Twitter has limited how many tweets per day various accounts can read, to discourage "extreme levels" of data scraping and system manipulation, Executive Chair Elon Musk has said in a post on the social media platform.
Verified accounts are temporarily limited to reading 6,000 posts a day, Musk said on Saturday, adding that the unverified accounts will be limited to 600 posts a day, with new unverified accounts limited to 300.
The temporary reading limitation will be increasing soon to 10,000 posts per day for verified users, 1000 posts per day for unverified and 500 posts per day for new unverified users, Musk said in a separate post on Twitter without providing further details on when it would be implemented.
Previously, Twitter had announced it will require users to have an account on the social media platform to view tweets, a move that Musk on Friday called a "temporary emergency measure."
Musk had said that hundreds of organisations or more were scraping Twitter data "extremely aggressively", impacting user experience.
Musk had earlier expressed displeasure with artificial intelligence [AI] firms like OpenAI, the owner of ChatGPT, for using Twitter's data to train their large language models.
"Almost every company doing AI, from startups to some of the biggest corporations on Earth, was scraping vast amounts of data," he said.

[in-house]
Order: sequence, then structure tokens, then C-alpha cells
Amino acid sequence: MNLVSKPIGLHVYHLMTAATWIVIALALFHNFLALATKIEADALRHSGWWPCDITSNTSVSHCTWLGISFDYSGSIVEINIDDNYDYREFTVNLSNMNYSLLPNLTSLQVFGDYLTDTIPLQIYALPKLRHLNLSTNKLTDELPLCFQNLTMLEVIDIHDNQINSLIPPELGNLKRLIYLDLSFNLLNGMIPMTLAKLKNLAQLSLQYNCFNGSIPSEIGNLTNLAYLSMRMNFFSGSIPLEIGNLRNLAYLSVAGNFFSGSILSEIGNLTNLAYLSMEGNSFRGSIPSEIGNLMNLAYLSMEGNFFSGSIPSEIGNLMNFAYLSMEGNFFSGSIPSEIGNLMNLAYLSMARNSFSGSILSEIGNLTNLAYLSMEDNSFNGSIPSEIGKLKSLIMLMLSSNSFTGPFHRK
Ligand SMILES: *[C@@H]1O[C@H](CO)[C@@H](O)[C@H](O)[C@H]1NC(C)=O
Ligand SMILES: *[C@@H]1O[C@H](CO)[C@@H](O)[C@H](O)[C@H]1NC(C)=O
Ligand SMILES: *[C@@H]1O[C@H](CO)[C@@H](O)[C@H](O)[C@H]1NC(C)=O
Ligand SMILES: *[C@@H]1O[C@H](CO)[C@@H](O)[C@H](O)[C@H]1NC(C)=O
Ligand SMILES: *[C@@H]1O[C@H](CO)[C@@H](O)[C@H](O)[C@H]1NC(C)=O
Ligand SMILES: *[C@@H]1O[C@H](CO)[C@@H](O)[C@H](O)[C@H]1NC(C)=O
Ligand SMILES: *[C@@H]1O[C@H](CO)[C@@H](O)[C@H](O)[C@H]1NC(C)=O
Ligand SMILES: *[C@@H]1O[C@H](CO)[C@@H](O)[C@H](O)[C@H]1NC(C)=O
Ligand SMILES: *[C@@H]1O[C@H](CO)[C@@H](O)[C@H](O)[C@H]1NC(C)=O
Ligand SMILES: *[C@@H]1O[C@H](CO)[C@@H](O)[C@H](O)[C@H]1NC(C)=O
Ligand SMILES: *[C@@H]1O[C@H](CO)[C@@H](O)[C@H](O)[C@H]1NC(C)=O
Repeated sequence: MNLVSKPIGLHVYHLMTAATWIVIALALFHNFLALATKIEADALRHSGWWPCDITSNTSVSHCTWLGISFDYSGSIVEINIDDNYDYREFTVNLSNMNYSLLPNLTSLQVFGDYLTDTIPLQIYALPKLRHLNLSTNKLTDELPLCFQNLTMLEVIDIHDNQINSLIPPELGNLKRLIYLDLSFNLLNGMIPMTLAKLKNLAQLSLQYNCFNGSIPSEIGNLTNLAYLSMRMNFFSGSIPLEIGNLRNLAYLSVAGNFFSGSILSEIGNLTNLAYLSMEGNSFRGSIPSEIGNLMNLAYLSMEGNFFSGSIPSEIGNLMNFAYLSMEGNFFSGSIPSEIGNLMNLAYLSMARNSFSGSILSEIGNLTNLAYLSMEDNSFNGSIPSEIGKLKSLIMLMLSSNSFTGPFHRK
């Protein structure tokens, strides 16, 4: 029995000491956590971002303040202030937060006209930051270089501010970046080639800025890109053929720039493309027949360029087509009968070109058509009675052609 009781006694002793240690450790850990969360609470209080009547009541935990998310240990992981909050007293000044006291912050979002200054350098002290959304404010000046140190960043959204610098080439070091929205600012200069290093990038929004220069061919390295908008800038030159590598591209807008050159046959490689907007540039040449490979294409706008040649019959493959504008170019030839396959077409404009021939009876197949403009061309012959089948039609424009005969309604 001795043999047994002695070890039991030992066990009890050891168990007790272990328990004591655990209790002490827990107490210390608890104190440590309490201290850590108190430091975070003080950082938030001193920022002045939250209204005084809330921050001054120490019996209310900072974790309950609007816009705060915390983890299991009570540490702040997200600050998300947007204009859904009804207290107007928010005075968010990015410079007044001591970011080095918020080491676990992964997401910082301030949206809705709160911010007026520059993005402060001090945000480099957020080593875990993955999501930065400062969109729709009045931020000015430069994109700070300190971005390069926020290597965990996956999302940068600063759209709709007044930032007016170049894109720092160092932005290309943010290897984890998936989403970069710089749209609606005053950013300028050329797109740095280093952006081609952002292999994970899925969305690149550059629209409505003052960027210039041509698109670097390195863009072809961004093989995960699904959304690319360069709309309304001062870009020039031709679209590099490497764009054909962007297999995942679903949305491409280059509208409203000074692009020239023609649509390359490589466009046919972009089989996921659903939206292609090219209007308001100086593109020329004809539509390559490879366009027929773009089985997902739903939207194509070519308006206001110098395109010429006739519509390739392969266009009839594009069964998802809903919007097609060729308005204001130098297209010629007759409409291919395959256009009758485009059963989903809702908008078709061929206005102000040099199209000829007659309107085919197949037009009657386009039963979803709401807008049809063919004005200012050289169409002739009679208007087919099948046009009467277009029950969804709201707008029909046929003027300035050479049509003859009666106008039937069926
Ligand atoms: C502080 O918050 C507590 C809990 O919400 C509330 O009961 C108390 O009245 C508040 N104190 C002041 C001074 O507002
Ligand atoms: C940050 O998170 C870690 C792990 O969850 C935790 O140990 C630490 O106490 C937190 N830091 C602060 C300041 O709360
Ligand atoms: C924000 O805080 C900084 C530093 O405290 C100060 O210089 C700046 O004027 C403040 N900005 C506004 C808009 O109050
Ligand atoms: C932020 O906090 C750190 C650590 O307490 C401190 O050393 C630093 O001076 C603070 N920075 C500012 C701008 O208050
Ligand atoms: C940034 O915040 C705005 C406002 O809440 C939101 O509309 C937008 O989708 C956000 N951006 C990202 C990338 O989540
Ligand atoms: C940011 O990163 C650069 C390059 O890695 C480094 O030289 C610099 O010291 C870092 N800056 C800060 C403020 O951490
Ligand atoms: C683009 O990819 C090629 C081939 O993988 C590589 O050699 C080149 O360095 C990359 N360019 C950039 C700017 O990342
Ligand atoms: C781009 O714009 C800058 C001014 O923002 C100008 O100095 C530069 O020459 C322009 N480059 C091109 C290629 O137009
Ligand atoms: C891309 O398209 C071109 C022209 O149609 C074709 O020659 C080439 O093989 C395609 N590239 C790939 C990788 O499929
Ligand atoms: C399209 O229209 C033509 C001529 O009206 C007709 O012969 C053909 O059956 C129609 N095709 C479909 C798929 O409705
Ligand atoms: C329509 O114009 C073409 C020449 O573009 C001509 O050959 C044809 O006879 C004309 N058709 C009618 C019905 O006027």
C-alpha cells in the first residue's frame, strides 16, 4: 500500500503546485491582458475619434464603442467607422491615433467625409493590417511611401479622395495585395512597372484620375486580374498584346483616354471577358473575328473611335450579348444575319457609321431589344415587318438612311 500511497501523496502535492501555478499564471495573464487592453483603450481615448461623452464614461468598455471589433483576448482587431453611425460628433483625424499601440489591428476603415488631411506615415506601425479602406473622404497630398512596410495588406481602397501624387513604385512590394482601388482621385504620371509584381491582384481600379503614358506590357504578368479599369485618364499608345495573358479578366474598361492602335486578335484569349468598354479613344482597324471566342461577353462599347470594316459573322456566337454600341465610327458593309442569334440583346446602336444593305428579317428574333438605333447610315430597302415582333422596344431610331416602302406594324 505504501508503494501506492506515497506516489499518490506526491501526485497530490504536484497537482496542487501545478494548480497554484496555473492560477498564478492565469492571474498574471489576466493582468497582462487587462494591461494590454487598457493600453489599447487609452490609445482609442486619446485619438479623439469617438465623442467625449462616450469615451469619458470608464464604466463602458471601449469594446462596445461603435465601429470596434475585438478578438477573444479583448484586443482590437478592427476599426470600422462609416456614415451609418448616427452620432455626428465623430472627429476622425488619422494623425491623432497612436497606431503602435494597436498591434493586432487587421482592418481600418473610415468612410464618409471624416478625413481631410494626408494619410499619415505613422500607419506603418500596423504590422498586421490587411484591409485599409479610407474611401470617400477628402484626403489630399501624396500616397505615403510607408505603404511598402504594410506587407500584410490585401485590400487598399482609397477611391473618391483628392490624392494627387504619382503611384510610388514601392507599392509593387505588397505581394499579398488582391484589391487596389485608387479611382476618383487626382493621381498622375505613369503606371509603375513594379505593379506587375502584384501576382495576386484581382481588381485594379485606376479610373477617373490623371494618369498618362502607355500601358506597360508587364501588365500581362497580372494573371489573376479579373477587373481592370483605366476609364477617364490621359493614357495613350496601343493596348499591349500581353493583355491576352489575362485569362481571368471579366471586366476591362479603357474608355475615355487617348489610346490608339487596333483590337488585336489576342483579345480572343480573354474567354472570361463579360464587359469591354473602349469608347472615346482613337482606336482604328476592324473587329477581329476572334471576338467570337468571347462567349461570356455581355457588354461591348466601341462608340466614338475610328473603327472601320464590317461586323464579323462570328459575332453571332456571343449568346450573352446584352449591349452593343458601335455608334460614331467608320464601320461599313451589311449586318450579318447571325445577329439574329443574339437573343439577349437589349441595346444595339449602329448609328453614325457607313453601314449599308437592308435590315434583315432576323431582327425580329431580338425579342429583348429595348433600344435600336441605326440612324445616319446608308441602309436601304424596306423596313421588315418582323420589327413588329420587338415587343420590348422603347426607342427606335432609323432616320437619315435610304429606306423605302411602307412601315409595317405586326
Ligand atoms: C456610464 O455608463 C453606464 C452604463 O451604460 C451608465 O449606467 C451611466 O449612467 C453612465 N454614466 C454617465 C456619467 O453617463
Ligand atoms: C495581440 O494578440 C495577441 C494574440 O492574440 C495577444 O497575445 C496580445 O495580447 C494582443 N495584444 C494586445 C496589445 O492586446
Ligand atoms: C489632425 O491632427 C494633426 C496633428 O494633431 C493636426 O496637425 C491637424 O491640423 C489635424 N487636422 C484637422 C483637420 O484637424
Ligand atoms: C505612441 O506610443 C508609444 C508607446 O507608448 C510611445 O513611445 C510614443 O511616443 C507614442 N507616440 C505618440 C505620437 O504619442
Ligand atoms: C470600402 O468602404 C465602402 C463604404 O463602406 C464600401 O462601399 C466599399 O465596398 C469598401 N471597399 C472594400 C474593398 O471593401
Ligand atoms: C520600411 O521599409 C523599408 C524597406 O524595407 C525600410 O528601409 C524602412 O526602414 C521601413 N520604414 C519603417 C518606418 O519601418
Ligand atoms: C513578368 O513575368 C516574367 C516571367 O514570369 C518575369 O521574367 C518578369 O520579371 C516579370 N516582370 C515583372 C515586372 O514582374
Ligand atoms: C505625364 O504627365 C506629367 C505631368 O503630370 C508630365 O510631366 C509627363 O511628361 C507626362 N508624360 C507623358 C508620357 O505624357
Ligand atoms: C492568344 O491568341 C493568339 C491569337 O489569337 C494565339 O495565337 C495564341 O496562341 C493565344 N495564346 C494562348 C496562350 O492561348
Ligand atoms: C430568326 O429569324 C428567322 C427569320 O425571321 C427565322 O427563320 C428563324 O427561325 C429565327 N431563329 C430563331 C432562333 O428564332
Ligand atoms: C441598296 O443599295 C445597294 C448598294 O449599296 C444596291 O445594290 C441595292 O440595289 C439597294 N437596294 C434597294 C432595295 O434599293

Twitter's billionaire owner did not give a timeline for how long the measures would be in place.
Acceleration of AI
The social media platform had previously taken a number of steps to win back advertisers who left Twitter under Musk's ownership and to boost subscription revenue by making verification checkmarks a part of the Twitter Blue programme.
Twitter is not the only social media giant to have to wrangle with the rapid acceleration of the AI sector.
In mid-June, Reddit raised prices on third-party developers that were using its data and sweeping up conversations posted on its forums.
It proved a controversial move, as many regular users also accessed the site via third-party platforms, and marked a shift from previous arrangements where social media data had generally been provided for free or a small charge.